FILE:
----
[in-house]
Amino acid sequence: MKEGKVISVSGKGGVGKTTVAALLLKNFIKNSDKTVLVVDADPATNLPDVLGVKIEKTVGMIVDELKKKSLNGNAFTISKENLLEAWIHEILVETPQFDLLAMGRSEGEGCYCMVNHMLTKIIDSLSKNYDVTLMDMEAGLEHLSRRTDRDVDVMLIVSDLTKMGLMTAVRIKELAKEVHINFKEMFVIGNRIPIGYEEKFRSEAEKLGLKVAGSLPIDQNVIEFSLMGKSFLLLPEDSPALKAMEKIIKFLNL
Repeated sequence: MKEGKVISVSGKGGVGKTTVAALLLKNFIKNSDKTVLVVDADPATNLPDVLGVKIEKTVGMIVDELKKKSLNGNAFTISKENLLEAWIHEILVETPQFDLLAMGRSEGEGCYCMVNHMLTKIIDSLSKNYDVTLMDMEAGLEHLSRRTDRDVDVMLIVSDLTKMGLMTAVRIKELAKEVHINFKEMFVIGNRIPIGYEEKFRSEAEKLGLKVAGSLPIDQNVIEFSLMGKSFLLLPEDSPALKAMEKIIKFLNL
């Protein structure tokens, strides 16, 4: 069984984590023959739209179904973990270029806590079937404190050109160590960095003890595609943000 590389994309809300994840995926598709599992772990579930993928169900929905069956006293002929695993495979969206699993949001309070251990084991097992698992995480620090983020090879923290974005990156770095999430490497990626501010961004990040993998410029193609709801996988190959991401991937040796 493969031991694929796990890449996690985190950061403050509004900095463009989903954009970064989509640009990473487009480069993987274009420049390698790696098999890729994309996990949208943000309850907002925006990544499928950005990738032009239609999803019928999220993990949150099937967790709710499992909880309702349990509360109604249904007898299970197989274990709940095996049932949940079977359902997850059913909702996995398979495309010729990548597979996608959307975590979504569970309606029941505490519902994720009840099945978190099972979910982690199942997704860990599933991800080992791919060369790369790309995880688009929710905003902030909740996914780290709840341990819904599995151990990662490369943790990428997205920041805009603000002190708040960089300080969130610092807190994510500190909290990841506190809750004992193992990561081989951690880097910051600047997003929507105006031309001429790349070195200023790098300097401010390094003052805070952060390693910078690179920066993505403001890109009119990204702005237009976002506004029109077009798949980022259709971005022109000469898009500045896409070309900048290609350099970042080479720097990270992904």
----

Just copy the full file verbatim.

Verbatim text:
[in-house]
Amino acid sequence: MKEGKVISVSGKGGVGKTTVAALLLKNFIKNSDKTVLVVDADPATNLPDVLGVKIEKTVGMIVDELKKKSLNGNAFTISKENLLEAWIHEILVETPQFDLLAMGRSEGEGCYCMVNHMLTKIIDSLSKNYDVTLMDMEAGLEHLSRRTDRDVDVMLIVSDLTKMGLMTAVRIKELAKEVHINFKEMFVIGNRIPIGYEEKFRSEAEKLGLKVAGSLPIDQNVIEFSLMGKSFLLLPEDSPALKAMEKIIKFLNL
Repeated sequence: MKEGKVISVSGKGGVGKTTVAALLLKNFIKNSDKTVLVVDADPATNLPDVLGVKIEKTVGMIVDELKKKSLNGNAFTISKENLLEAWIHEILVETPQFDLLAMGRSEGEGCYCMVNHMLTKIIDSLSKNYDVTLMDMEAGLEHLSRRTDRDVDVMLIVSDLTKMGLMTAVRIKELAKEVHINFKEMFVIGNRIPIGYEEKFRSEAEKLGLKVAGSLPIDQNVIEFSLMGKSFLLLPEDSPALKAMEKIIKFLNL
């Protein structure tokens, strides 16, 4: 069984984590023959739209179904973990270029806590079937404190050109160590960095003890595609943000 590389994309809300994840995926598709599992772990579930993928169900929905069956006293002929695993495979969206699993949001309070251990084991097992698992995480620090983020090879923290974005990156770095999430490497990626501010961004990040993998410029193609709801996988190959991401991937040796 493969031991694929796990890449996690985190950061403050509004900095463009989903954009970064989509640009990473487009480069993987274009420049390698790696098999890729994309996990949208943000309850907002925006990544499928950005990738032009239609999803019928999220993990949150099937967790709710499992909880309702349990509360109604249904007898299970197989274990709940095996049932949940079977359902997850059913909702996995398979495309010729990548597979996608959307975590979504569970309606029941505490519902994720009840099945978190099972979910982690199942997704860990599933991800080992791919060369790369790309995880688009929710905003902030909740996914780290709840341990819904599995151990990662490369943790990428997205920041805009603000002190708040960089300080969130610092807190994510500190909290990841506190809750004992193992990561081989951690880097910051600047997003929507105006031309001429790349070195200023790098300097401010390094003052805070952060390693910078690179920066993505403001890109009119990204702005237009976002506004029109077009798949980022259709971005022109000469898009500045896409070309900048290609350099970042080479720097990270992904």